Almost six decades have passed since Rachel Carson’s seminal book, Silent Spring, triggered the modern era of environmental concern. Her poignant warnings about the impact of pesticides made many people around the world question the “wisdom” of intensive farming techniques.
Today, the same fundamental question still hangs in the air: how should we feed the billions of mouths around the planet without denuding the natural “assets” – the soil, the water, the forests – that sustain us?
But climate change now complicates matters considerably. It is sobering to consider recent research which found that one third of human-caused emissions are due to our “food systems”.
Sign up to Carbon Brief's free "Cropped" email newsletter. A fortnightly digest of food, land and nature news and views. Sent to your inbox every other Wednesday.
The decisions we make – from the individual consumer in the supermarket through to governments at international conferences – risk further exacerbating the crisis. Or they could help.
But where we need evidence-based clarity to guide our choices and policymaking, we are typically presented with a thick soup of competing claims, misinformation, emotion and vested interests.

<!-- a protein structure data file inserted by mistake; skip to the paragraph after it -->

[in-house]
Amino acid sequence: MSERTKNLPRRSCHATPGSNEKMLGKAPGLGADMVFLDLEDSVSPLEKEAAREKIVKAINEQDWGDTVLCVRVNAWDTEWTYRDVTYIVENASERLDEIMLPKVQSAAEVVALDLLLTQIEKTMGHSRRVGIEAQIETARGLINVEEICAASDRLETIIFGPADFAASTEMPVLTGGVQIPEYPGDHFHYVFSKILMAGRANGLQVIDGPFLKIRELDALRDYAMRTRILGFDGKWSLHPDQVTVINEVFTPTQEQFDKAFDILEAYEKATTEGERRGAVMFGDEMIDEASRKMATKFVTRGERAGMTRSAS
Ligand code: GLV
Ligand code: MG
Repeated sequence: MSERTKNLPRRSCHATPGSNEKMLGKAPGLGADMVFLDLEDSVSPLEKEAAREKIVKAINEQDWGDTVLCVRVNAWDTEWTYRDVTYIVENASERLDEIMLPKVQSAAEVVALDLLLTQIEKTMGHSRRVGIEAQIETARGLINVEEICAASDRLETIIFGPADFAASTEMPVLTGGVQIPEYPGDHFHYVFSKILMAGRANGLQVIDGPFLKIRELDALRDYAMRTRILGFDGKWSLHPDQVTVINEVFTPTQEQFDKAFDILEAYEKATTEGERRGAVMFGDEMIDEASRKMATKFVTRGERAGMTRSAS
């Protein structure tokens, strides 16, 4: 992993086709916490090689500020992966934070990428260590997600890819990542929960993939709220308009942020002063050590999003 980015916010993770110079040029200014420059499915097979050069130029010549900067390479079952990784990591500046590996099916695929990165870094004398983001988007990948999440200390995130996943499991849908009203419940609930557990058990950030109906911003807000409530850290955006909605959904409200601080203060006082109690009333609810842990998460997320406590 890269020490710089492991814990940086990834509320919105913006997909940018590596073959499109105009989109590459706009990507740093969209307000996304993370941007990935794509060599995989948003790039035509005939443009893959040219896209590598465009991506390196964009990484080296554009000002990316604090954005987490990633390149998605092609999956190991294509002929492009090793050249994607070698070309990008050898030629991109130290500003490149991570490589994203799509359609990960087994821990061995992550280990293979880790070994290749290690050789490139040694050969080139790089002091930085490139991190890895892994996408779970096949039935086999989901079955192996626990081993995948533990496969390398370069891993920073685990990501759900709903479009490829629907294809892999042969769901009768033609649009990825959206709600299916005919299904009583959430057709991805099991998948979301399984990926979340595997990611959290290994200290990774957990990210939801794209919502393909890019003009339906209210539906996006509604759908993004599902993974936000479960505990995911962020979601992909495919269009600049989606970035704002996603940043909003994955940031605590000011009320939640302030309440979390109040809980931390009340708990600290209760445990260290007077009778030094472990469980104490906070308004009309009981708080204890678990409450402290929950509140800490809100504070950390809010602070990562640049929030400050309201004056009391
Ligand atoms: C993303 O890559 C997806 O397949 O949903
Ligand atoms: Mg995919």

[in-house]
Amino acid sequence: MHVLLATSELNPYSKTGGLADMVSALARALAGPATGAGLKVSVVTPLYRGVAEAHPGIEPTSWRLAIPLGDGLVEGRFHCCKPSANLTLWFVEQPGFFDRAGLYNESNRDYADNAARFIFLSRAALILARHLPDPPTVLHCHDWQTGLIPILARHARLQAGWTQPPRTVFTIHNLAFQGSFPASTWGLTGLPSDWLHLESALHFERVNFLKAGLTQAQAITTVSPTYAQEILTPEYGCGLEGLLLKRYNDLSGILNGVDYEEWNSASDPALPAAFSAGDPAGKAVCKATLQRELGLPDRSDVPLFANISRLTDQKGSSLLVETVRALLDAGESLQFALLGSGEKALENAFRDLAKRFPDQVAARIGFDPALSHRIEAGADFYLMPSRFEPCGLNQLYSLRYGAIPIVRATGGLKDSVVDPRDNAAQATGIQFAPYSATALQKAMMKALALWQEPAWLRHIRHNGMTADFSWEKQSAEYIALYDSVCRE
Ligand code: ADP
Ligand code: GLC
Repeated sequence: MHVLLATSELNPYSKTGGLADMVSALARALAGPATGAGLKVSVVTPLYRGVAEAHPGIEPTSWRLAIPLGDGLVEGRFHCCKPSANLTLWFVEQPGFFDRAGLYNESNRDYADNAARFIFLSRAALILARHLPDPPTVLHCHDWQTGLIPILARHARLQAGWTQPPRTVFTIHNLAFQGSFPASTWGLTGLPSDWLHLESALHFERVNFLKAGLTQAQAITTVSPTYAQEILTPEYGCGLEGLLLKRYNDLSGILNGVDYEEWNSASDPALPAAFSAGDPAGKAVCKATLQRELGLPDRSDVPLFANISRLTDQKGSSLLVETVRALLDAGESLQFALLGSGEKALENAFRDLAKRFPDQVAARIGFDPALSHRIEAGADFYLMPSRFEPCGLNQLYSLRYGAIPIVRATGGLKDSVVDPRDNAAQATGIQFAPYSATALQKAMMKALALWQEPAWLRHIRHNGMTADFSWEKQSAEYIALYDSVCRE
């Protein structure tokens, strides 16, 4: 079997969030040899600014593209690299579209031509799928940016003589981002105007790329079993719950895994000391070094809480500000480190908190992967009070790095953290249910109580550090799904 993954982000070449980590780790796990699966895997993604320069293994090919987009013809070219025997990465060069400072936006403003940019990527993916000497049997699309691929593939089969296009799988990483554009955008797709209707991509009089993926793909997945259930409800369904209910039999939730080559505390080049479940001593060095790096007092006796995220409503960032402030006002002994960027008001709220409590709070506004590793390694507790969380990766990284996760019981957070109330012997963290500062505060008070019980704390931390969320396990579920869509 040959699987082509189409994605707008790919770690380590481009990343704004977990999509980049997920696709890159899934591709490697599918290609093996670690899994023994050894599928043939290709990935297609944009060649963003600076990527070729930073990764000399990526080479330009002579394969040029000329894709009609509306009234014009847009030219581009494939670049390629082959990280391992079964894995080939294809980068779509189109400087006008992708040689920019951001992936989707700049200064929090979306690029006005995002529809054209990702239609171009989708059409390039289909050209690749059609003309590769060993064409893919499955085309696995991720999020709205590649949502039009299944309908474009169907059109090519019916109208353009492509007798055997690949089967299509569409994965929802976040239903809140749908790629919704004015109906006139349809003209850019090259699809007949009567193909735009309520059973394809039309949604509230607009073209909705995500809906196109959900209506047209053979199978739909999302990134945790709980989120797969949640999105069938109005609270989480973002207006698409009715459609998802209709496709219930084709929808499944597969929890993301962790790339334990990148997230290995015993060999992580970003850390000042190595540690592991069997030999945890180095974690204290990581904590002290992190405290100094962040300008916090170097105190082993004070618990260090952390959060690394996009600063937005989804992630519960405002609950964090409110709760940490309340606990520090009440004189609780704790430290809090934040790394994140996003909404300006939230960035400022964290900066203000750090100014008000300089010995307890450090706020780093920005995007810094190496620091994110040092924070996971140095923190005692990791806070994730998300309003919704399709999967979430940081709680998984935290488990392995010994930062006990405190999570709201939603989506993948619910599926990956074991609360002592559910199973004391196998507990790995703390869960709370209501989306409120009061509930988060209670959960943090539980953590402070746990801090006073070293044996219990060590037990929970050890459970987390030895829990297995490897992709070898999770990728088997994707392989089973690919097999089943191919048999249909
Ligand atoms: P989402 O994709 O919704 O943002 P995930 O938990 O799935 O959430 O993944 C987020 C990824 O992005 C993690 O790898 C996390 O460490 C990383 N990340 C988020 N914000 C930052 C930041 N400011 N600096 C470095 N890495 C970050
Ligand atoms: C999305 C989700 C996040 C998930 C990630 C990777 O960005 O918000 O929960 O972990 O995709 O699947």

Should we eat organic food? Is it best to be vegan? Could genetically modified crops better withstand climate change? What exactly are “nature-based” climate solutions?
This is why Carbon Brief is now sending out a free fortnightly email newsletter.
It provides a digest of all the key developments from the fraught, yet fascinating intersection between food systems, land use, nature and climate change.
Yes, it’s a huge, complex topic to cover. But Carbon Brief has a team of world-leading journalists – including our food-systems specialist Dr Giuliana Viglione in Washington DC and land, food and nature specialist Aruna Chandrasekhar in Mumbai – who spend each day closely tracking mainstream media, academic journals and policy documents looking for anything that is of significance or interest. This already feeds into our Daily Briefing media digest, but now also helps to shape our fortnightly Cropped newsletter, too.
“Cropped” provides the context behind the headlines, recommended reads and interesting new studies you will have missed.
And lands in your inbox once a fortnight on Wednesday afternoons (UK time).
You can find all of the previous issues of Cropped below…
Expert analysis directly to your inbox.